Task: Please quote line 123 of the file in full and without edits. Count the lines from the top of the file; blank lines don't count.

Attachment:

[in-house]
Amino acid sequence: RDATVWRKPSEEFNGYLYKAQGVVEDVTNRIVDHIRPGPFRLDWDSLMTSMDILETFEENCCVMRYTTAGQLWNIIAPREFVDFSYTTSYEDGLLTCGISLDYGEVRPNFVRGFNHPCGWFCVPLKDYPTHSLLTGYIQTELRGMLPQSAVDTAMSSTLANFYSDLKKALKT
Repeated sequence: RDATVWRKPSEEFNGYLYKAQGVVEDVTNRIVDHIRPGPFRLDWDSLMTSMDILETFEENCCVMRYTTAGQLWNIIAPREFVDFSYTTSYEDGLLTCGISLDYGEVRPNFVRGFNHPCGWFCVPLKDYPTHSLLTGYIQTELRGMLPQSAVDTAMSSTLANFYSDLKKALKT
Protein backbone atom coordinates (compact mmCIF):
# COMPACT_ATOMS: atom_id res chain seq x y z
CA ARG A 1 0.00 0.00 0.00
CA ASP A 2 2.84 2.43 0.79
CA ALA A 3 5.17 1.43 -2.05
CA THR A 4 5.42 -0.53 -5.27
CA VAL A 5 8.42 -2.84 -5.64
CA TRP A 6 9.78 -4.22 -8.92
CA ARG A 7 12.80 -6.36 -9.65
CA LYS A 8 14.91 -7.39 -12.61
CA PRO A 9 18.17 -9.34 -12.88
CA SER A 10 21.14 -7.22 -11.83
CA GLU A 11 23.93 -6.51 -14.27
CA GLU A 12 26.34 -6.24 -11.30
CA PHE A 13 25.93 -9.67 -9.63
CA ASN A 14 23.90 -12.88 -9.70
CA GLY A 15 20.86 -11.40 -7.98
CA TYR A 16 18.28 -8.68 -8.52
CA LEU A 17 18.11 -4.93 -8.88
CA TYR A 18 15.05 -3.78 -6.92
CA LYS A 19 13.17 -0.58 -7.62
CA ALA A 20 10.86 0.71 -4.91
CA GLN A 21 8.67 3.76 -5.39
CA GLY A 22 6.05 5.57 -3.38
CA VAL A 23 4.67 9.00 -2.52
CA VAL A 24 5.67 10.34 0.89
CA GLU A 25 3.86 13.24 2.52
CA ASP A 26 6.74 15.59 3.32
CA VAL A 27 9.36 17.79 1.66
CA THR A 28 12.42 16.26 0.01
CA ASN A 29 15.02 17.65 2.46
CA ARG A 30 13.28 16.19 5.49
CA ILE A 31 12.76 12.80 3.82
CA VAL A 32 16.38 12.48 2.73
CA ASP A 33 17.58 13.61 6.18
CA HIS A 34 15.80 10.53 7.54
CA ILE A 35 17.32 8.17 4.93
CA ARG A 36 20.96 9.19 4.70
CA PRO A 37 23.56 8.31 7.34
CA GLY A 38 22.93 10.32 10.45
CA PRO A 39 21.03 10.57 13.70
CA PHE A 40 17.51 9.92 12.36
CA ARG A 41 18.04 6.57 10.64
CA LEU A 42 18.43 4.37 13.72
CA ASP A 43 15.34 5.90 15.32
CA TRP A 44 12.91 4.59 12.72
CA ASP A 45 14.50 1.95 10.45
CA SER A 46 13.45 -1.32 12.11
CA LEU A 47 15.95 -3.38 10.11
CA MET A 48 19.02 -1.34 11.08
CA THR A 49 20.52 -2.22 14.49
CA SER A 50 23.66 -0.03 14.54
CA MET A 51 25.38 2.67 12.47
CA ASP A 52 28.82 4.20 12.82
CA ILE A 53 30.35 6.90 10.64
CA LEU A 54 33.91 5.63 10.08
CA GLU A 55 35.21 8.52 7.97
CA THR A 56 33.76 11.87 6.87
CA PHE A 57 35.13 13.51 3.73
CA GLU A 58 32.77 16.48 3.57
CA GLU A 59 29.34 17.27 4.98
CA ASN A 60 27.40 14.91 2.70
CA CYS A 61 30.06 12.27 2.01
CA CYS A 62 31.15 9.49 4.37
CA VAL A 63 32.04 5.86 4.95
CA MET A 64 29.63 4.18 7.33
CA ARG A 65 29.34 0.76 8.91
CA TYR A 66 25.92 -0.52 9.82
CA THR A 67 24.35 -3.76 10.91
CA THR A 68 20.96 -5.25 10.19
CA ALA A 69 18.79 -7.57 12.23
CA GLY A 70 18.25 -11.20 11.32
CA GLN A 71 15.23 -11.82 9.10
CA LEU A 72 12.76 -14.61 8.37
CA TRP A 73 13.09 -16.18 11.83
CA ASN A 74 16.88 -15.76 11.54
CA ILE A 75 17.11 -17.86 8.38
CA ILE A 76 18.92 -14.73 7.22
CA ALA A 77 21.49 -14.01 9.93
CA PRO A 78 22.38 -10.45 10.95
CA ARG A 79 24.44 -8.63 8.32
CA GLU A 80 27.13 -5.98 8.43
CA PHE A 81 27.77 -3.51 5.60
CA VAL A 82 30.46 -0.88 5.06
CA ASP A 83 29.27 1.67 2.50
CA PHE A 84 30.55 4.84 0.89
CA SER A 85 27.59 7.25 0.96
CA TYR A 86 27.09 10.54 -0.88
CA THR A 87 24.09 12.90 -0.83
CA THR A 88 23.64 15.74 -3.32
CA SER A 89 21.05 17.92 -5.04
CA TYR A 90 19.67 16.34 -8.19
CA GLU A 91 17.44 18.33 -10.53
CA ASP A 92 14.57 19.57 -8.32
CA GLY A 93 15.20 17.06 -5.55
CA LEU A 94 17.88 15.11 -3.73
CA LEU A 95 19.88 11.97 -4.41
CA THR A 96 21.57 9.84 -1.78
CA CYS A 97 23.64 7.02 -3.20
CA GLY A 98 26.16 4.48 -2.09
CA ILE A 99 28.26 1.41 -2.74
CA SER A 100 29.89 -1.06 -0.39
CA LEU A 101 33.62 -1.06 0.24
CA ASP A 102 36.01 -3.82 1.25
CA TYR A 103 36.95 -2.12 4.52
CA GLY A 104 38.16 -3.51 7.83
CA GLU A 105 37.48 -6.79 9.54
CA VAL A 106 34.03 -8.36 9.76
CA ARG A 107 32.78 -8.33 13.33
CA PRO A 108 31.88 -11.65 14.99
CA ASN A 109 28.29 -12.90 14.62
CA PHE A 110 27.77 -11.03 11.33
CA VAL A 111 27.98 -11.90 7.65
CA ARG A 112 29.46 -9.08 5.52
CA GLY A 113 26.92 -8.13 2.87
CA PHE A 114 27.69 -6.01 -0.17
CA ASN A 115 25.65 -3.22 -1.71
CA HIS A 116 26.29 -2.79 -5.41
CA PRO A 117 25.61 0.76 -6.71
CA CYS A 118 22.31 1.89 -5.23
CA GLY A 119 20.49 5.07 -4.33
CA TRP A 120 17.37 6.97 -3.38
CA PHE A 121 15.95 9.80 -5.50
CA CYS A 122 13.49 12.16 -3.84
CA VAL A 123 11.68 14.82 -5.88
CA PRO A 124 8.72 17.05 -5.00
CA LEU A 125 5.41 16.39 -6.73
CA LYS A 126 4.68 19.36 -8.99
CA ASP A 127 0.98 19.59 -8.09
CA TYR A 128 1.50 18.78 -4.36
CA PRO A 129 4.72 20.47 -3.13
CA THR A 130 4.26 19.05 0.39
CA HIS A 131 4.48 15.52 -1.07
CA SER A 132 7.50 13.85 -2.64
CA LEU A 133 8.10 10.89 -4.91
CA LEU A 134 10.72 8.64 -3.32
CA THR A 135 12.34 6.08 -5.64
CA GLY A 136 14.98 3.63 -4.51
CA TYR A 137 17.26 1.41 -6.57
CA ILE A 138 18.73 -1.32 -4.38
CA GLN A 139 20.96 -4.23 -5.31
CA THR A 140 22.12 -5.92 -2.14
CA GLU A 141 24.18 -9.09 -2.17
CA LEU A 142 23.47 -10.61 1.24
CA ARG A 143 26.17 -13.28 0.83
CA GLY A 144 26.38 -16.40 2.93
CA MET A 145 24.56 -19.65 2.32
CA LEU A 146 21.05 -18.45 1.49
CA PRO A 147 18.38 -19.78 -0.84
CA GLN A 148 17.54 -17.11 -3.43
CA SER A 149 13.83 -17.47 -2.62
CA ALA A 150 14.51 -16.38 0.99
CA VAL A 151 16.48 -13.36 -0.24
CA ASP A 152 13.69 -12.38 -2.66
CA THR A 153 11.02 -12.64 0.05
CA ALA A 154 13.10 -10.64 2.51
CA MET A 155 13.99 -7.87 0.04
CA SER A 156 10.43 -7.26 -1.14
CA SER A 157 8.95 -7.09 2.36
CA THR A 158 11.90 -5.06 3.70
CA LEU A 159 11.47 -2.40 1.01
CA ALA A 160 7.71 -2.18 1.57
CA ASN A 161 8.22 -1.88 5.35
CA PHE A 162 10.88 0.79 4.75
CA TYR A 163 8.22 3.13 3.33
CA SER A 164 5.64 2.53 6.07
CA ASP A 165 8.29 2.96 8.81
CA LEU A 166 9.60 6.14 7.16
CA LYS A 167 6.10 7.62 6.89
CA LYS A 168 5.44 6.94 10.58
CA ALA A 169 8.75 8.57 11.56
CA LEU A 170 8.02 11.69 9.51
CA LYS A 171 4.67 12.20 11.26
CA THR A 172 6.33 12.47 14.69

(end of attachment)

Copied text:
CA CYS A 118 22.31 1.89 -5.23